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6/30/07 BAGHDAD, IRAQ (BosNewsLife)– Officials in Iraq said Saturday, June 30, that the death toll in n suicide attacks grew to 23, adding to concerns within the dwindling Christian community, some of whom work with the US-led coalition and security forces.

One of the latest reported attacks happened as a crowd of Iraqi police recruits gathered in a crowded market area in a town about 60 miles (96 kilometers) north of Baghdad. At least 17 other people were reportedly wounded.

The attack against police was expected to be closely monitored by family members of Fouad Salim, a Christian who was reportedly killed by militants this month in Baghdad as he left his work at a police station in the Razaliyah area.

His brother in law suggested to Compass Direct News he was he therefore mixed feelings when eight other kidnapped Christians from his hometown of Qaraqosh were released last week Friday, June 22.


The Syrian Catholic, apparently speaking on condition of anonymity, said his brother in law was killed “because of his religion.” Militants, he said, “asked him to be Islamicized [convert to Islam], and when he refused they killed him.”

Salim, 32, left behind a wife and two children, a 5-year-old son and a 2-year-old daughter. The incident underscored concerns among the estimated 50,000 Iraqis displaced by violence each month. Many have fled to Iraq’s relatively stable northern region.

However “I’m not gong to stay in Iraq, because Iraq is the land of death,” Salim’s wife, still in shock, apparently told her relatives when she arrived in Qaraqosh, a village 30 kilometers (19 miles) from the northern town of Mosul.

Salim’s story comes amid growing concern among human rights groups about persecution of Christians. In a Baghdad neighborhood that once held 50 Christian families, the remaining two were reportedly forced to flee after their car was bombed over two weeks ago.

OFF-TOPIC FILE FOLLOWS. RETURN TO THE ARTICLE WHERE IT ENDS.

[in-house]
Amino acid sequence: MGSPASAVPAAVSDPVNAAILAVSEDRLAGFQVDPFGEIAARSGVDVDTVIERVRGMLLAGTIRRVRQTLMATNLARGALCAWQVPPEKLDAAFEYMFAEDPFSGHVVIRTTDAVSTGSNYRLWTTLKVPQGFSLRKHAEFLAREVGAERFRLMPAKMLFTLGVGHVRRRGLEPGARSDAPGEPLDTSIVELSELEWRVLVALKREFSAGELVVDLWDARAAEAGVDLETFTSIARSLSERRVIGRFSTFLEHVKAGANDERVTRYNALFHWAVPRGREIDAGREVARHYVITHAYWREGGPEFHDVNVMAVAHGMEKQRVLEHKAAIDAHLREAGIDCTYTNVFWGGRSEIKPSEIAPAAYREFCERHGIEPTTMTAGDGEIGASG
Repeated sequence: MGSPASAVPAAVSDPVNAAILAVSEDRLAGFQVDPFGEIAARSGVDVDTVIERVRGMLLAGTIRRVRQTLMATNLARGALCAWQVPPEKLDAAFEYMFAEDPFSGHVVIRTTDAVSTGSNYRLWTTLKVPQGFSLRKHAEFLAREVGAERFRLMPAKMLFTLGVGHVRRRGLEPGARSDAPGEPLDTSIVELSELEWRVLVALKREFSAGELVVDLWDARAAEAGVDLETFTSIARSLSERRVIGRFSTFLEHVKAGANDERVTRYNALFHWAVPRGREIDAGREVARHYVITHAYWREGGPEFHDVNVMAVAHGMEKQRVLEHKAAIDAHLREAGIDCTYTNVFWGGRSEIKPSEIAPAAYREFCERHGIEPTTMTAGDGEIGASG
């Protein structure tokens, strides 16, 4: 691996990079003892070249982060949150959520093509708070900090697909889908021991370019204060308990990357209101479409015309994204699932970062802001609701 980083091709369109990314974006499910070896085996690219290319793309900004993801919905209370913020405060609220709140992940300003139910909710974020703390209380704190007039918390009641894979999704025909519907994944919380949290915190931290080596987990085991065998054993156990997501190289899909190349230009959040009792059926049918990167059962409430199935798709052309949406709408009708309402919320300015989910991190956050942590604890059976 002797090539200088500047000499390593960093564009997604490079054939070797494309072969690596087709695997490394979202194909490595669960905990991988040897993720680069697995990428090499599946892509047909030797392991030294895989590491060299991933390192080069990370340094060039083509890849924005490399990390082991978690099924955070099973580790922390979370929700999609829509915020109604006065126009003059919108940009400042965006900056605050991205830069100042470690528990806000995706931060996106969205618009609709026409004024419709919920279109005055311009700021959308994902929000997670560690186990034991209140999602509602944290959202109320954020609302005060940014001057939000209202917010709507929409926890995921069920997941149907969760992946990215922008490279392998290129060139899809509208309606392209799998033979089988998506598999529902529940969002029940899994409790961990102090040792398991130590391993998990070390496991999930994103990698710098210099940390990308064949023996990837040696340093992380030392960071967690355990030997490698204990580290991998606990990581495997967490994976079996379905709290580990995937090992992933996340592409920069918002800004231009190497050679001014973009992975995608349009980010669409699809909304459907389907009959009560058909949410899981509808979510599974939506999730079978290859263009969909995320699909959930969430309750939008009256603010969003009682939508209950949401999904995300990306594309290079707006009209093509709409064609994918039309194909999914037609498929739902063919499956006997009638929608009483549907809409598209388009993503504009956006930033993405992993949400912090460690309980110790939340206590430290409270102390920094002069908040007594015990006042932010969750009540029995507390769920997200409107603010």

A middle-aged Chaldean couple from Hai Al-Jamiyah district was quoted as saying they were forced to leave home with only the clothes on their backs when militants planted a bomb beside their car. Area residents spoke of how Christians should leave the area, the couple said. Their own children and grandson left two months prior, Compass Direct News reported.

The husband and wife said that even though local militias had not demanded that they pay jizya, an Islamic tax exacted from non-Muslims under Muslim rule, they felt their lives were threatened after their car was bombed and armed gunmen forced them to leave home without any of their possessions.

Earlier militants in Baghdad’s Amariyah district reportedly set off a bomb in the garden of a Christian home, forcing the family to leave. Several other families from Sayedia neighborhood were forced to flee their houses after militants threatened them with “consequences” similar to those faced by Christians in Baghdad’s Dora district.

The United States military has so far been unable to ease the tensions, despite a growing security presence in Baghdad and other areas. Chaldean Patriarch Emmanuel III Delly strongly condemned US forces in May after they had occupied the church’s seminary and college in Dora last April, though some church leaders felt troop presence would keep away looters.


The buildings had stood empty since staff relocated classes to the northern village of Ankawa for security reasons. When war began over four years ago there were still an estimated 750,000 Christians in Iraq, but church sources fear at least half of them have now left the country to neighboring Jordan and Syria.

The US military has made clear it wants to end the attacks by militants and US and Iraqi forces raided the stronghold of an anti-Western Shiite cleric, killing approximately 26 suspected militants and detaining 17 others.

Before dawn on Saturday, June 30, US and Iraqi forces, backed by helicopters, launched two separate raids on the Shiite district of Sadr City, the stronghold of cleric Moqtada al-Sadr and his Mahdi Army militia.

US military spokesman, Lieutenant Colonel Christopher Garver, said American troops entered the Shiite enclave in search of militants suspected of helping Iranian terror networks fund operations in Iraq.